Teaching Commons > Teaching Guides > Course Design > Course Modalities

Course Modalities

Course modality refers to how a course is offered by the instructor. For many years there was only one option available: On-campus instruction. As the field and practice of distance education and online learning has matured, the number of course modalities has increased as well.

DePaul has been offering training programs on developing quality online learning for over a decade. Until recently, the vast majority of online classes have been asynchronous; that is, all course content is housed in D2L, and any live video meetings or other “real-time” interactions have been an enhancement to the course experience but not a requirement for students to attend. As technology tools for remote synchronous meetings have improved and gained widespread use, instructors and students now have more options for how they connect.

Below, you’ll find an overview of different course modalities and key considerations for each. These modalities are described so that you will be better equipped to design the best possible learning experience for your students. In addition, students will be able to register for courses with a clearer understanding of two key factors:

  • whether or not a course will require them to be physically present on campus at specific times
  • whether or not a course will require them to attend online meetings at specific times

Discuss Options with Your Unit/Department

Your academic unit may have specific modalities that are preferred, discouraged, or limited. Be sure to discuss your preferred course format(s) with your department chair or program administrator before investing time in a redesign of your course materials and teaching plans.

Comparison of Modalities

As you review the different modalities available, you may find it helpful to view the matrix at the end of this section. It provides an at-a-glance view of key features and requirements for each modality.

On-Campus Modalities in Traditional Classrooms

The following modalities all require students to come to an on-campus traditional classroom that does not include technology for videoconferencing or recording of class meetings.

On-Campus

This is the mode of instruction that you’re likely most familiar with. These class sessions meet in person on the specified day(s) and times, throughout the term.

  • Pros: It’s familiar, requires minimal mastery of new technology, and allows you considerable flexibility inside the classroom.
  • Cons: It is inflexible in that it requires you and all of your students to meet in a classroom at the same time.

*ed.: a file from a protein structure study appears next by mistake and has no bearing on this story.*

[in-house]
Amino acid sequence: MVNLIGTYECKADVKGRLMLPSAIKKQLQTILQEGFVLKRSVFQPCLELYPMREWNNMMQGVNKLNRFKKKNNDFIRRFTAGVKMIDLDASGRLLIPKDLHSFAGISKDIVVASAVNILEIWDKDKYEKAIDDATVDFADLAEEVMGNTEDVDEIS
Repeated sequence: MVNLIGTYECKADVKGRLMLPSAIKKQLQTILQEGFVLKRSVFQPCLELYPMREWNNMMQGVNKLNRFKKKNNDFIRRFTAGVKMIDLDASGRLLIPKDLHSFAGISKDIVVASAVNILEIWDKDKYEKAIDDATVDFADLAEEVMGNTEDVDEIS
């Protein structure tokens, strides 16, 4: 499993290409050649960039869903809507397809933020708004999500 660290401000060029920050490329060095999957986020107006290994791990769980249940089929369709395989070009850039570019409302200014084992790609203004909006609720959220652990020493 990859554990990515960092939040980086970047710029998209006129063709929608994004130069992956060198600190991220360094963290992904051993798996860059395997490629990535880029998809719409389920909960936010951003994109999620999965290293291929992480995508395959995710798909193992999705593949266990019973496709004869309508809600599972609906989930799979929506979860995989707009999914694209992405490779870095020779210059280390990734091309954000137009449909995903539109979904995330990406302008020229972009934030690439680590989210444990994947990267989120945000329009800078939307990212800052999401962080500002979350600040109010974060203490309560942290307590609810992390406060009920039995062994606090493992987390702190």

On-Campus Hybrid

These class sessions blend in-person sessions on the specified day(s) and times with online asynchronous learning opportunities (e.g., video-lectures, online activities, discussions). For example, instead of teaching a traditional, on-campus course that meets T-TH 9:30 - 11:00, all of your students would only come to campus on Tuesdays, from 9:30 - 11:00. All other learning activities would be moved to an asynchronous online format.

  • Pros: Combines the best of face-to-face and online environments; research indicates hybrid instruction is more effective than purely face-to-face or online instruction.
  • Cons: Still requires students to physically come to campus (albeit less frequently), which can limit their options for schedule flexibility; requires careful calibration between face-to-face and online learning activities.

Fully Online Modalities with No On-Campus Presence

The following modalities do not require a physical classroom. All course activities are conducted online via synchronous videoconferencing and/or asynchronously.

Online: Asynchronous

Asynchronous online classes have been the default modality for online learning at DePaul since the early 2000s. There are no set meeting times, and course content is available to you and students 24/7 via D2L. If an instructor offers synchronous meeting opportunities in this modality, student attendance should be optional and students who cannot attend should not be penalized.

  • Pros: Most flexible format in terms of scheduling for both instructors and students.
  • Cons: Can be difficult building a sense of community in the class and keeping students engaged and motivated; requires significant up-front investment in course design.

Online: Synchronous

This class meets at scheduled times via a video conferencing tool, such as Zoom. The scheduled meetings cover the entirety of the required contact hours for the course.

  • Pros: These online courses are most similar to in-classroom learning in that all instruction and student interaction can be conducted in real time.
  • Cons: Least flexible of all online learning formats; students must have the time, bandwidth, and tools to participate in frequent, required video conferences at fixed times.

Online: Hybrid